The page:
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Lancet. 1984 May 12;1(8385):1042-6.

Immunocytochemical detection of T and B cell populations in routine blood smears.


Immunofluorescence labelling of peripheral blood mononuclear cells is usually done on cells in suspension. This paper describes a procedure based on immuno-alkaline phosphatase staining of routine blood smears. The advantages of this method are that a few drops of blood are sufficient for labelling multiple lymphocyte subpopulations; smears may be stored for long periods before labelling; it is unnecessary to isolate a mononuclear cell fraction before labelling; labelled preparations can be stored; and the morphological features of labelled cells are shown clearly. The technique was used to label T cells and their subsets, B cells, and HLA-DR antigen in blood smears from 15 normal donors, from 7 patients with infectious mononucleosis, from 1 patient with clinically proven AIDS, and from 1 symptom-free subject at risk of AIDS. The normal T helper/suppressor ratio of 1 X 95 was reversed in all of the last three groups of subjects, the mean being 0 X 34 for infectious mononucleosis; the value was 0 X 22 in the AIDS patients. Immuno-alkaline phosphatase labelling of routine blood smears seems to be a valuable method for studying abnormalities in circulating lymphocyte subpopulations and lends itself to mass screening for altered T helper and T suppressor subjects-for example, in blood donors.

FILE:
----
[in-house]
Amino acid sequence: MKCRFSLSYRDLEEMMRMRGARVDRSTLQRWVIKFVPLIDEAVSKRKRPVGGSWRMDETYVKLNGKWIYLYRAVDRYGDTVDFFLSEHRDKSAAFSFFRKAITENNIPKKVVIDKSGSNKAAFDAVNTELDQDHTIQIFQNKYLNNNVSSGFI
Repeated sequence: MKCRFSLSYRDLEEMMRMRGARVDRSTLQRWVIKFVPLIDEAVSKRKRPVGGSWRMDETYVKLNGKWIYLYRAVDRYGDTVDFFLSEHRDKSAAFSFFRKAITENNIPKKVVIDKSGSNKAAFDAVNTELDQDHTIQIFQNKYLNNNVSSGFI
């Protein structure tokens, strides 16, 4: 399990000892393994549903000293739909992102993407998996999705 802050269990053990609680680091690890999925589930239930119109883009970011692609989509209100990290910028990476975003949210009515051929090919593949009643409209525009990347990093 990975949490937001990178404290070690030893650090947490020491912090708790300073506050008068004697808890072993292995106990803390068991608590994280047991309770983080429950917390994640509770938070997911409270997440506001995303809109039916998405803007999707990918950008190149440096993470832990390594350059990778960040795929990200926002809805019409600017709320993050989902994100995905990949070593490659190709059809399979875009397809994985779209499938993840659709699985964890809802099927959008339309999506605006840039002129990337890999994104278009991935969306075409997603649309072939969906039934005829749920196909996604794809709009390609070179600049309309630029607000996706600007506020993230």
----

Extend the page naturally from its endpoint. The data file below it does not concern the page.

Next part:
[Indexed for MEDLINE]

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